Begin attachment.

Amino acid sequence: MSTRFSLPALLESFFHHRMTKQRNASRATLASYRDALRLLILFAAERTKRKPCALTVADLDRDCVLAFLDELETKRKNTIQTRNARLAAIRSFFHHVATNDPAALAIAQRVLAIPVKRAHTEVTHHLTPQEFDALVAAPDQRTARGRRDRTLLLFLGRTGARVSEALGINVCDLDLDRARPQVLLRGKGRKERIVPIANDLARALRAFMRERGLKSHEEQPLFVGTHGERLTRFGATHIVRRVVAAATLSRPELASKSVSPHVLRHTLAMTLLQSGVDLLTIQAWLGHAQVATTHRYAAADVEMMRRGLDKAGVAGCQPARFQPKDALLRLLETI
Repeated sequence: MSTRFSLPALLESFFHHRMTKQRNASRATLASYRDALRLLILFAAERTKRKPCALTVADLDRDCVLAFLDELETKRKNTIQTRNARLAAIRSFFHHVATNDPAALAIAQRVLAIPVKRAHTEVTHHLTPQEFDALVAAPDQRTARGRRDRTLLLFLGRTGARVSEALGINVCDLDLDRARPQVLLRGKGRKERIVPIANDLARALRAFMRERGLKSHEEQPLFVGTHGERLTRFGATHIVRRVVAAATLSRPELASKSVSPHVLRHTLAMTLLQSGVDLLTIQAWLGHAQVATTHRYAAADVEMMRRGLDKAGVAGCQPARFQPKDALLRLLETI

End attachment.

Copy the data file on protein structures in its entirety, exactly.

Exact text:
Amino acid sequence: MSTRFSLPALLESFFHHRMTKQRNASRATLASYRDALRLLILFAAERTKRKPCALTVADLDRDCVLAFLDELETKRKNTIQTRNARLAAIRSFFHHVATNDPAALAIAQRVLAIPVKRAHTEVTHHLTPQEFDALVAAPDQRTARGRRDRTLLLFLGRTGARVSEALGINVCDLDLDRARPQVLLRGKGRKERIVPIANDLARALRAFMRERGLKSHEEQPLFVGTHGERLTRFGATHIVRRVVAAATLSRPELASKSVSPHVLRHTLAMTLLQSGVDLLTIQAWLGHAQVATTHRYAAADVEMMRRGLDKAGVAGCQPARFQPKDALLRLLETI
Repeated sequence: MSTRFSLPALLESFFHHRMTKQRNASRATLASYRDALRLLILFAAERTKRKPCALTVADLDRDCVLAFLDELETKRKNTIQTRNARLAAIRSFFHHVATNDPAALAIAQRVLAIPVKRAHTEVTHHLTPQEFDALVAAPDQRTARGRRDRTLLLFLGRTGARVSEALGINVCDLDLDRARPQVLLRGKGRKERIVPIANDLARALRAFMRERGLKSHEEQPLFVGTHGERLTRFGATHIVRRVVAAATLSRPELASKSVSPHVLRHTLAMTLLQSGVDLLTIQAWLGHAQVATTHRYAAADVEMMRRGLDKAGVAGCQPARFQPKDALLRLLETI